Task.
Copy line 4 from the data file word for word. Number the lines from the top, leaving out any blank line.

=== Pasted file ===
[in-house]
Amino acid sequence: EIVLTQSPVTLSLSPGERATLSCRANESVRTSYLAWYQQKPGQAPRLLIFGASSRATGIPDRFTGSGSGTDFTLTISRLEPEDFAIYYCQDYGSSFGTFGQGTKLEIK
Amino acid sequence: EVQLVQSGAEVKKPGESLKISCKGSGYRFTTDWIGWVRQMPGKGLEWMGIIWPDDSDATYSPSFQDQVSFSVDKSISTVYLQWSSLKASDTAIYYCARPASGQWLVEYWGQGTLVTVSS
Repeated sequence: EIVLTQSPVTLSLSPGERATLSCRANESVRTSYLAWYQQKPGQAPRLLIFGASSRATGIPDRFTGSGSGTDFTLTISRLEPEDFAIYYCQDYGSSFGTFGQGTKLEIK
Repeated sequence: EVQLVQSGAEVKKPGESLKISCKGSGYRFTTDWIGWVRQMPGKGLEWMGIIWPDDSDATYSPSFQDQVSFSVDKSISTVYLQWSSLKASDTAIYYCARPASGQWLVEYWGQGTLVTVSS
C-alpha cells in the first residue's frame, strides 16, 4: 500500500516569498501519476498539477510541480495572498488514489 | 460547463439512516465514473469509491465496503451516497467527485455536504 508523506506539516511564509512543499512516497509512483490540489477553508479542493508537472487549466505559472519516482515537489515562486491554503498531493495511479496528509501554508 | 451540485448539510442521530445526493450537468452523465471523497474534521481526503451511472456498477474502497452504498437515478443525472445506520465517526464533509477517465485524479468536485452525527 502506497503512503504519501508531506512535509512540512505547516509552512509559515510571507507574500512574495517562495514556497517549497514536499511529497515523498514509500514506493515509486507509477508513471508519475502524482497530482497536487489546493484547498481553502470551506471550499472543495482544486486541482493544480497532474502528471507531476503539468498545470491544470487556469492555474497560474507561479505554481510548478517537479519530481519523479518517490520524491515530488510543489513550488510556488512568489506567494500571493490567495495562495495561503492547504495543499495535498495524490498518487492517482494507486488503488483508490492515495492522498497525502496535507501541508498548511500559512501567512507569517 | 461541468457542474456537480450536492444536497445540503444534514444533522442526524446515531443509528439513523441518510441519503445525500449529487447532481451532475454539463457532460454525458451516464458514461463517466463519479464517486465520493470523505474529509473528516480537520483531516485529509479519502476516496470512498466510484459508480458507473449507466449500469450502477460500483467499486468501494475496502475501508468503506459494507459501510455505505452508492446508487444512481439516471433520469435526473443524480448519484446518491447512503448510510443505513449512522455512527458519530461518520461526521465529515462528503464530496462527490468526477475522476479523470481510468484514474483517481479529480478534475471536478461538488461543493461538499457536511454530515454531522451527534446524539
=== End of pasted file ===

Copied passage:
Repeated sequence: EIVLTQSPVTLSLSPGERATLSCRANESVRTSYLAWYQQKPGQAPRLLIFGASSRATGIPDRFTGSGSGTDFTLTISRLEPEDFAIYYCQDYGSSFGTFGQGTKLEIK